A life without skyr is a life half lived. As a writer for the Grapevine in 2008, while doing research for the “definitive guide to mjólk,” I discovered Iceland’s most delectable culinary secret. With few dietary options as a vegetarian in the country (has anyone invented vegan svið yet?), the thick, delicious yogurt became my go-to breakfast, lunch and dinner. Since flying back to the States, I became growingly wistful for that creamy, protein-packed treat. Would I ever be able to enjoy it again? Fortunately, a brilliant Icelandic entrepreneur, Sigurður ‘Siggi’ Hilmarsson, brought the confection across the pond and made the Nordic staple ubiquitous in the States.
Siggi had a similar yearning for his homeland’s delicacy when he moved to the US to attend business school. He grew disillusioned by the sugar-laden American-style yogurts and decided to take matters into his own hands. Hilmarsson created his own signature batch, dubbed as Siggi’s Skyr, in his cramped Tribeca apartment in 2004. In the years since, the product attracted a loyal following and has become made widely available at Whole Foods and many other natural/health food stores throughout the United States. Hilmarsson describes the process of coming up with his own distinctive flavour as arduous. “I went through endless batches at first… many that failed or that were sub-optimal! I was finally satisfied with the flavour and began selling the skyr about a year and a half after I started experimenting.”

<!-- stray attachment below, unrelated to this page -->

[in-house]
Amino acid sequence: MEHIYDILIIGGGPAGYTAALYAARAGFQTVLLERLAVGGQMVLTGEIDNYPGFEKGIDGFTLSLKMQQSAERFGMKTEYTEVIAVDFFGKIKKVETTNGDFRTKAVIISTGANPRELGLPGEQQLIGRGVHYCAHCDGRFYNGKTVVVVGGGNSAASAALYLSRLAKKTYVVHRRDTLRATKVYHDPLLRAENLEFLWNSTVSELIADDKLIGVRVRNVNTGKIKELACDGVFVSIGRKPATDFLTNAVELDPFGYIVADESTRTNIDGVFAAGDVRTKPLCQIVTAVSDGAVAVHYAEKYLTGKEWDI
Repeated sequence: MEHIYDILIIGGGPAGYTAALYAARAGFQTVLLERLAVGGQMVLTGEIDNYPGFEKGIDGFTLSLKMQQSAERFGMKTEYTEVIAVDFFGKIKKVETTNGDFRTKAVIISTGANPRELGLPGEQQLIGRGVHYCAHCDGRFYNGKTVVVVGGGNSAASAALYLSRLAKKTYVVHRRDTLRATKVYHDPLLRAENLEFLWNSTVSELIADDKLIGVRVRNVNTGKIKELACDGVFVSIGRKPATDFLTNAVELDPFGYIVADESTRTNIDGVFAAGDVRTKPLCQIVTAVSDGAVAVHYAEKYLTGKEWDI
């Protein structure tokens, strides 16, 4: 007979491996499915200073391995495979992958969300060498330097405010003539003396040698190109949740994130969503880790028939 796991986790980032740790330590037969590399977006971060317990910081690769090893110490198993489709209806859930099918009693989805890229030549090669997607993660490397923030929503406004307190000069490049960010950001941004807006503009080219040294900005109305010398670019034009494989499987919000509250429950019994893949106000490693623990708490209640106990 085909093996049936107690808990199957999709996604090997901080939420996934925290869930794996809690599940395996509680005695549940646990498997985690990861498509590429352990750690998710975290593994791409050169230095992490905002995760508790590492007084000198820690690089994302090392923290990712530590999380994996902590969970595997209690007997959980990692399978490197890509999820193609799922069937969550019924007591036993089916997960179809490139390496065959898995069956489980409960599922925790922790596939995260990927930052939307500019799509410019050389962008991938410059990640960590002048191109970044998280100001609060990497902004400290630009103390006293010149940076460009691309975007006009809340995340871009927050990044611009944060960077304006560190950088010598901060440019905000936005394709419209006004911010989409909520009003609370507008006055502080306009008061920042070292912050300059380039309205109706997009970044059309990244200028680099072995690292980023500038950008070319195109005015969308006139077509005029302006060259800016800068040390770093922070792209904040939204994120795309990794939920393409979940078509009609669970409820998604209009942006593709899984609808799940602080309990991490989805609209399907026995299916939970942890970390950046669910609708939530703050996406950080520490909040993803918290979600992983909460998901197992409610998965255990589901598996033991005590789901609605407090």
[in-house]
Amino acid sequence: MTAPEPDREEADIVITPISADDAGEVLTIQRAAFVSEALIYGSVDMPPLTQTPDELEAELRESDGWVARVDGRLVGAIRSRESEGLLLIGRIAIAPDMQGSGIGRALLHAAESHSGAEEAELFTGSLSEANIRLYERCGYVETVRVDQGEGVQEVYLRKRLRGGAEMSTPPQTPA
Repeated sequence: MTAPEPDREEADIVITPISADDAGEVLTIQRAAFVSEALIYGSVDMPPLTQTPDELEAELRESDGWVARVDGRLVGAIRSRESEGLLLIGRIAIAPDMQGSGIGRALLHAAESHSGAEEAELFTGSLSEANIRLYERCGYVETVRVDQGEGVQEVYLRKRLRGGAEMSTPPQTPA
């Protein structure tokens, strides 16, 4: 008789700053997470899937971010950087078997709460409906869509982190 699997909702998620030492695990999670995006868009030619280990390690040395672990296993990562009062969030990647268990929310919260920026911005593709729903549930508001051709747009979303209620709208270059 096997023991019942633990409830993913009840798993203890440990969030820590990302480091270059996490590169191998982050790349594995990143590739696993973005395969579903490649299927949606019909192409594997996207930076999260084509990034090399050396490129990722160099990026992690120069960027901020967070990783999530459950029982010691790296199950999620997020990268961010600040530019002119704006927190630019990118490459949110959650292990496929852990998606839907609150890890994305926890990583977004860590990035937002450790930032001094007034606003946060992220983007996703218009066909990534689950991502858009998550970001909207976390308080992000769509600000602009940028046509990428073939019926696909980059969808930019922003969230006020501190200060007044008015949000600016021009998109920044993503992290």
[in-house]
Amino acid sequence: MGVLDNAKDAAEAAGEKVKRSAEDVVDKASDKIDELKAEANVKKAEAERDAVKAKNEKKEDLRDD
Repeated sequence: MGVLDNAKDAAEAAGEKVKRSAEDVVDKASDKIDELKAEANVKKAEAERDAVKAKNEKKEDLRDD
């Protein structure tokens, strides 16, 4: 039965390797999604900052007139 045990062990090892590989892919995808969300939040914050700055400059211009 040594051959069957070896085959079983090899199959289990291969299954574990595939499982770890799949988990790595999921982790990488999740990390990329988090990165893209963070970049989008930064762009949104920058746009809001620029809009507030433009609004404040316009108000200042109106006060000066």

Siggi’s comes in a plethora of flavours including grapefruit, acai, pomegranate-passionfruit, blueberry, orange ginger and vanilla. Peach and strawberry are reportedly coming soon.
The overwhelming success of Siggi’s Skyr surprised Siggi. “From the beginning, the reception to our product was much more positive than I anticipated— people are becoming more and more aware of how food is made, paying attention to the ingredients, and caring about where their food comes from. There is also increasing interest in yogurt and different kinds of dairy products in the US. This combined with the move towards eating less sugar and more protein; I think people just understood that there was a market for a healthy product like ours.” Hilmarsson attributes much of his success of his product with the access Whole Foods provided. “Whole Foods was definitely a feat, it really helped us to get on the map in a lot of places where we didn’t have exposure. Right now, we are in more than 1500 stores all over the U.S., and we are lucky to be growing that number every day,” he says.
Siggi’s Skyr is now produced at Evan’s Farmhouse Creamery in upstate New York, in my own hometown of Norwich. “It was important for our farms to fit the certain criteria we were looking for—hormone-free cows that are given access to pasture. These are local, family farms that support humane animal treatment—no factory farming.”
While Hilmarsson still misses the taste of Icelandic milk, he hopes to continue to spread the healthy side of Iceland’s cuisine across the States. “I think the values of Iceland—at least in regards to diet and nutrition—can have an impact on American culture in this move towards more healthful eating, incorporating a lot of the classic Icelandic diet such as fish, healthy dairy and in general, minimally processed foods.”